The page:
The weaponization of liberalism is, I posit, responsible for making liberalism more and more unpalatable. On top of this, Western political philosophy is a mess; an often unkempt amalgamation of liberalism and postmodernism where no one’s feelings are hurt because no one can be considered wrong by any objective standard. Emotional reactivity is encouraged in political discourse, because there is no objective measure of conceptual and emotional understandings of facts. Meanwhile, science, where objectivity is the goal, cannot comment on emotional reactivity in political discourse (save for behavioral). The cornering rhetoric of political correctness that prevents substantive criticism is utilized for suppressing and delegitimizing opposing perspectives, particularly locally oriented, religious, or traditional/conservative perspectives. The key goal is, as Codevilla put it, to “inculcate new ways of thinking and speaking that amount to a new language.” Rectenwald, who is not conservative, describes this cornering rhetoric as a social control mechanism within Universities, “surreptitiously introduced,” which now comprises the “ethical vocabulary of academia.” Stigmatization (through hyperbole and emotional appeals) is a tool for diminishing the range of conceivable preferences for actions among peer groups. The assertion of premises, of definitions, when creating a dialogue, is the device to condition the rest of the dialogue. Using stigmatizing definitions, then, is a “weapon” of discourse. Using definitions to stigmatize and put political opponents on the defensive is a strategy to create new behavioral norms. In this campaign of rhetorical stigmatization, the media is integral.
Trump and the Media
When Trump criticizes the press for their hyperbole and lies, he is absolutely justified. Because we know exactly the psychological warfare formula to foment and “justify” political violence, and we can see the current mainstream press engaged in that very behavior (emotional exploitation; dangerous hyperbole), we can conclude that the press is engaging in psychological warfare (preparing mental hostility and compulsive obsessions), especially those organizations pushing war propaganda in the same breath as anti-Trump propaganda. Kier Giles, at Oxford, published for the Chatham House a report in March of 2016 about Russian disinformation. In it, he said Western media needs to be made aware, with “delicacy in order to avoid any taint of direction or constraint,” that the Russians are trying to subvert their “objectivity and independence,” as a means of their sophisticated new “hybrid warfare,” to spread disinformation. The point, of course, is so that the Western media will accept “assistance” from the Chatham experts in identifying it. Russian “public diplomacy,” their overt information programs, are defined as “campaigns that promote understanding of Russian politics and culture, and cultivate an objective image of the country abroad” consisting of “international broadcasting, cultural and language promotion, as well as branding and public relations.” These are the things the Obama administration intelligence officials cast as efforts to influence the US elections (note 9). The “Intelligence Community Assessment” summary, published for public consumption, is a joke. It reads like it was written by someone at Buzzfeed. It describes what it omits as “highly classified,” implies editorial bias in news is a weapon of war, implies that Russia is influencing people unduly on Youtube because CNN has more Facebook likes than RT, but far fewer Youtube subscribers than RT (pp. 8, 11). That is the kind of reasoning that comes from the weaponization and militarization of culture and rhetoric in the pursuit of successive successes in political warfare. The Western media is clearly cooperating in the dissemination of anti-Russian propaganda, and it overlaps with the anti-Trump propaganda. It overlaps because Trump represents people who want to step back from the social justice warrior brand of liberalism. RT must engage in “anti-liberal” “information warfare” because liberalism is being weaponized in the West. This hesitation with liberalism in the US is the most important element of the overlap because Russia seeks to promote “an alternative cultural, moral, and civilizational pole in the world to be followed by those unhappy with Western liberalism.” That same Western liberalism is being targeted at Trump.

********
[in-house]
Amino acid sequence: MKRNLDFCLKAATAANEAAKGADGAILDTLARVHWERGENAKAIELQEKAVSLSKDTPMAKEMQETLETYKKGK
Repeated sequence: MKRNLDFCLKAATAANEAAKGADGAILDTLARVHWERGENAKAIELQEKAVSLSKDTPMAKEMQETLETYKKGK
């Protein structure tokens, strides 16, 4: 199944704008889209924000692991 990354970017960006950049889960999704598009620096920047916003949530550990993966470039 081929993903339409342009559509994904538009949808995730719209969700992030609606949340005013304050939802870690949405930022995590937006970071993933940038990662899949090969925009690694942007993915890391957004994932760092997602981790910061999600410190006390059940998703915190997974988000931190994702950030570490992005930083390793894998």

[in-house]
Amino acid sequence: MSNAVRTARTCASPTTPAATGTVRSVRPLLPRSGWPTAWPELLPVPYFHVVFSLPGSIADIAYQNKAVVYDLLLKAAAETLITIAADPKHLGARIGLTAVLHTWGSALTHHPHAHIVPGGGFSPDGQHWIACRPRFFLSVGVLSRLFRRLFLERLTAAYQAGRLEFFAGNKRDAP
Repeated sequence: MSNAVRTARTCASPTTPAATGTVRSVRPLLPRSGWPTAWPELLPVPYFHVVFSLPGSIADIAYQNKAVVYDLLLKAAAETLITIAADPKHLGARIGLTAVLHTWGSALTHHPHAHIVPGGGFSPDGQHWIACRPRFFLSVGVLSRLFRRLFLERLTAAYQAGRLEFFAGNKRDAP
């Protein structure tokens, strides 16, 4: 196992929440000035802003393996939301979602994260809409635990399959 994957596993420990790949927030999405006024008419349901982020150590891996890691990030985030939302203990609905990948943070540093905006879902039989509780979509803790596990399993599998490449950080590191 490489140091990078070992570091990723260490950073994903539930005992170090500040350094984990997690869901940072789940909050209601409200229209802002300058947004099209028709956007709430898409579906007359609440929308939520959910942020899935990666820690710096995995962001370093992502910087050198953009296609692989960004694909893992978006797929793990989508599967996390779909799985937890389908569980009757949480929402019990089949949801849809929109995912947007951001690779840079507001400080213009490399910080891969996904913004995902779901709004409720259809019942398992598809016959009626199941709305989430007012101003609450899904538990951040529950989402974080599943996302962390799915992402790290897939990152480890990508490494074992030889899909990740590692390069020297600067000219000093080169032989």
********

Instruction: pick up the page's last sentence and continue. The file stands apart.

Loretta Lynch’s recent comments are almost taken right out of the CIA’s manual: